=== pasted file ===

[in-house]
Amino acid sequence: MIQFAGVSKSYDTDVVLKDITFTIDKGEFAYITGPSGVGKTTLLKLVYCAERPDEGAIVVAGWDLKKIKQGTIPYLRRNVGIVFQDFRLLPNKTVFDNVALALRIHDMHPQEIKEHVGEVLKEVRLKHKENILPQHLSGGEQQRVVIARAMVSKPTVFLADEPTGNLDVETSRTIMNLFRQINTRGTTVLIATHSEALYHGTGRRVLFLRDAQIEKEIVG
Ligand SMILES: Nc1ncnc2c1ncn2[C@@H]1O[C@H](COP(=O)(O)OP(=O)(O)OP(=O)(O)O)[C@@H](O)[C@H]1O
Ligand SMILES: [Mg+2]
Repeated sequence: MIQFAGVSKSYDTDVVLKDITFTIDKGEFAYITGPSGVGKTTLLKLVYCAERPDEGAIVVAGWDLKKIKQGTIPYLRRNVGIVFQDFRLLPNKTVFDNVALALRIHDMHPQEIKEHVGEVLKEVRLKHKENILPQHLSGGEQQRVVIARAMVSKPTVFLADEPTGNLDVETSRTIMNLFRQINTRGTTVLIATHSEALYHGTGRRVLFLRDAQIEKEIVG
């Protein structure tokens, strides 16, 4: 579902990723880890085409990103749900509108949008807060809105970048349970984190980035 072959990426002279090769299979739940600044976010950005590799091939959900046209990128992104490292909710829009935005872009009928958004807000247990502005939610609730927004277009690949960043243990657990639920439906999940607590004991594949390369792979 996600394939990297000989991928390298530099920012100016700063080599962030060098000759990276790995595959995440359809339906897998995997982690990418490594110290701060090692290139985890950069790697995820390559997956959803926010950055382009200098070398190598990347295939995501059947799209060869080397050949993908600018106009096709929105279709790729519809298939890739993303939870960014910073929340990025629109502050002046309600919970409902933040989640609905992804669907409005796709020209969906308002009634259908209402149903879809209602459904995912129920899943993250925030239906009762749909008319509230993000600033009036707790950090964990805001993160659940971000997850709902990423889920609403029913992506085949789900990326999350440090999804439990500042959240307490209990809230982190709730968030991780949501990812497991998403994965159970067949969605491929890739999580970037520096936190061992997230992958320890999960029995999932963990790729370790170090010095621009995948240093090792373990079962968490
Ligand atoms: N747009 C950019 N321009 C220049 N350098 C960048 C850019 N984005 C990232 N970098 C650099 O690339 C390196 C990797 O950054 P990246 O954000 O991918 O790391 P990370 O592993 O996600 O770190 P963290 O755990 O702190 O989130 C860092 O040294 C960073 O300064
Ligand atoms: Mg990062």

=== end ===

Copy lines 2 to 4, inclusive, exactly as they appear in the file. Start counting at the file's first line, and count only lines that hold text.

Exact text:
Amino acid sequence: MIQFAGVSKSYDTDVVLKDITFTIDKGEFAYITGPSGVGKTTLLKLVYCAERPDEGAIVVAGWDLKKIKQGTIPYLRRNVGIVFQDFRLLPNKTVFDNVALALRIHDMHPQEIKEHVGEVLKEVRLKHKENILPQHLSGGEQQRVVIARAMVSKPTVFLADEPTGNLDVETSRTIMNLFRQINTRGTTVLIATHSEALYHGTGRRVLFLRDAQIEKEIVG
Ligand SMILES: Nc1ncnc2c1ncn2[C@@H]1O[C@H](COP(=O)(O)OP(=O)(O)OP(=O)(O)O)[C@@H](O)[C@H]1O
Ligand SMILES: [Mg+2]